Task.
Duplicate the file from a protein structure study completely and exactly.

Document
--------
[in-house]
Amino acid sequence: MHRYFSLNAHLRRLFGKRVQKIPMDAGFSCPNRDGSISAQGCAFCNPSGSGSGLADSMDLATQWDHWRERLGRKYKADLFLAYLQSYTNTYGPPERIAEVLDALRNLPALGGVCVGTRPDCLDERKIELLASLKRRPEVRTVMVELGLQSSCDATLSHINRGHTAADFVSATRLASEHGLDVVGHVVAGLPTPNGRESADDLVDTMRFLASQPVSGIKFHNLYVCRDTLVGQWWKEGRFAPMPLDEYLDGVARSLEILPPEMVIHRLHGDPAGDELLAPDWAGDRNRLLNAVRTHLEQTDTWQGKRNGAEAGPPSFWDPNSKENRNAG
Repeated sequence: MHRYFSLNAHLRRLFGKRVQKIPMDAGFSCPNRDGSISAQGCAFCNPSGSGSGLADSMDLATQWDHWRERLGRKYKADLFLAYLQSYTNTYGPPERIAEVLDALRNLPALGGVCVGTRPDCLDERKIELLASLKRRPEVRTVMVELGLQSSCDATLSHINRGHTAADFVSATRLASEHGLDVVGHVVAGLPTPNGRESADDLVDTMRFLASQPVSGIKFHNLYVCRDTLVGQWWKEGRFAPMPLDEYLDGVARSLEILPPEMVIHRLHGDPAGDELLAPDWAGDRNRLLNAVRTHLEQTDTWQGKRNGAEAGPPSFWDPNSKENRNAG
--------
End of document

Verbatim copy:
[in-house]
Amino acid sequence: MHRYFSLNAHLRRLFGKRVQKIPMDAGFSCPNRDGSISAQGCAFCNPSGSGSGLADSMDLATQWDHWRERLGRKYKADLFLAYLQSYTNTYGPPERIAEVLDALRNLPALGGVCVGTRPDCLDERKIELLASLKRRPEVRTVMVELGLQSSCDATLSHINRGHTAADFVSATRLASEHGLDVVGHVVAGLPTPNGRESADDLVDTMRFLASQPVSGIKFHNLYVCRDTLVGQWWKEGRFAPMPLDEYLDGVARSLEILPPEMVIHRLHGDPAGDELLAPDWAGDRNRLLNAVRTHLEQTDTWQGKRNGAEAGPPSFWDPNSKENRNAG
Repeated sequence: MHRYFSLNAHLRRLFGKRVQKIPMDAGFSCPNRDGSISAQGCAFCNPSGSGSGLADSMDLATQWDHWRERLGRKYKADLFLAYLQSYTNTYGPPERIAEVLDALRNLPALGGVCVGTRPDCLDERKIELLASLKRRPEVRTVMVELGLQSSCDATLSHINRGHTAADFVSATRLASEHGLDVVGHVVAGLPTPNGRESADDLVDTMRFLASQPVSGIKFHNLYVCRDTLVGQWWKEGRFAPMPLDEYLDGVARSLEILPPEMVIHRLHGDPAGDELLAPDWAGDRNRLLNAVRTHLEQTDTWQGKRNGAEAGPPSFWDPNSKENRNAG